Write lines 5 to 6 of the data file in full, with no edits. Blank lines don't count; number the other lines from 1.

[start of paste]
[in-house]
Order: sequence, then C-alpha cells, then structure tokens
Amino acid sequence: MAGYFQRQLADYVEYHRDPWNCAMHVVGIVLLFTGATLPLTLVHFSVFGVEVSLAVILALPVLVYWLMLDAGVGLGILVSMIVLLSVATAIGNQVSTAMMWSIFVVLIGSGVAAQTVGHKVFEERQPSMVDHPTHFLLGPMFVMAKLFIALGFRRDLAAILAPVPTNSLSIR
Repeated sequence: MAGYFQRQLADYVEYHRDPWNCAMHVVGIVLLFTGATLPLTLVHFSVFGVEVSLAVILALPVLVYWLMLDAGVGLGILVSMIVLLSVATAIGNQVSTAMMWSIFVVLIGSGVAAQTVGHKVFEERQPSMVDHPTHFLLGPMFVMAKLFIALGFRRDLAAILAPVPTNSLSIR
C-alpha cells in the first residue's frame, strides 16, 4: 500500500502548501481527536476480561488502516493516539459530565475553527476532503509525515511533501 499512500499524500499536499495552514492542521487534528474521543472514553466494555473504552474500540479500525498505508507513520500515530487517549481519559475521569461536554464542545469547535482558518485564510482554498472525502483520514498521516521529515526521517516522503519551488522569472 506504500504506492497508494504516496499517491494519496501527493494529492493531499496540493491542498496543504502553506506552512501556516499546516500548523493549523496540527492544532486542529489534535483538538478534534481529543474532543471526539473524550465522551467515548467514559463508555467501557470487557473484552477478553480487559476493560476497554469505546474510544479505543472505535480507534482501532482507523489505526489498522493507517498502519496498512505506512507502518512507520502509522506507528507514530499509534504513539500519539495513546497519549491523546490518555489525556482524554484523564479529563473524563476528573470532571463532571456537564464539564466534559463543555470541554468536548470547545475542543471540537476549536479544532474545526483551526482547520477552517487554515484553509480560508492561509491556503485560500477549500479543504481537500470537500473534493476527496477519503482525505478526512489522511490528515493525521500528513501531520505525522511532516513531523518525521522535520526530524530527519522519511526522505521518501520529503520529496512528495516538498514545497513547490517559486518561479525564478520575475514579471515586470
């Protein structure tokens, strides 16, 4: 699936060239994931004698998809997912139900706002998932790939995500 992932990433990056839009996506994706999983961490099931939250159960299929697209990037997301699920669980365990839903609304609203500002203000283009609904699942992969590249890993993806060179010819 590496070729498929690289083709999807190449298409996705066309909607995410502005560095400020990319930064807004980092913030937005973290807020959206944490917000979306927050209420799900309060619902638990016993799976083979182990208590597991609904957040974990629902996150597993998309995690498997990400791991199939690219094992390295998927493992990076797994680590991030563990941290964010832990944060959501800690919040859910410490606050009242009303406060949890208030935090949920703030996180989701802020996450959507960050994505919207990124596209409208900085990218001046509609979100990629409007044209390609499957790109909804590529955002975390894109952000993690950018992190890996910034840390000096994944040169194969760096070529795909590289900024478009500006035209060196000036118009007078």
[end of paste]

C-alpha cells in the first residue's frame, strides 16, 4: 500500500502548501481527536476480561488502516493516539459530565475553527476532503509525515511533501 499512500499524500499536499495552514492542521487534528474521543472514553466494555473504552474500540479500525498505508507513520500515530487517549481519559475521569461536554464542545469547535482558518485564510482554498472525502483520514498521516521529515526521517516522503519551488522569472 506504500504506492497508494504516496499517491494519496501527493494529492493531499496540493491542498496543504502553506506552512501556516499546516500548523493549523496540527492544532486542529489534535483538538478534534481529543474532543471526539473524550465522551467515548467514559463508555467501557470487557473484552477478553480487559476493560476497554469505546474510544479505543472505535480507534482501532482507523489505526489498522493507517498502519496498512505506512507502518512507520502509522506507528507514530499509534504513539500519539495513546497519549491523546490518555489525556482524554484523564479529563473524563476528573470532571463532571456537564464539564466534559463543555470541554468536548470547545475542543471540537476549536479544532474545526483551526482547520477552517487554515484553509480560508492561509491556503485560500477549500479543504481537500470537500473534493476527496477519503482525505478526512489522511490528515493525521500528513501531520505525522511532516513531523518525521522535520526530524530527519522519511526522505521518501520529503520529496512528495516538498514545497513547490517559486518561479525564478520575475514579471515586470
């Protein structure tokens, strides 16, 4: 699936060239994931004698998809997912139900706002998932790939995500 992932990433990056839009996506994706999983961490099931939250159960299929697209990037997301699920669980365990839903609304609203500002203000283009609904699942992969590249890993993806060179010819 590496070729498929690289083709999807190449298409996705066309909607995410502005560095400020990319930064807004980092913030937005973290807020959206944490917000979306927050209420799900309060619902638990016993799976083979182990208590597991609904957040974990629902996150597993998309995690498997990400791991199939690219094992390295998927493992990076797994680590991030563990941290964010832990944060959501800690919040859910410490606050009242009303406060949890208030935090949920703030996180989701802020996450959507960050994505919207990124596209409208900085990218001046509609979100990629409007044209390609499957790109909804590529955002975390894109952000993690950018992190890996910034840390000096994944040169194969760096070529795909590289900024478009500006035209060196000036118009007078």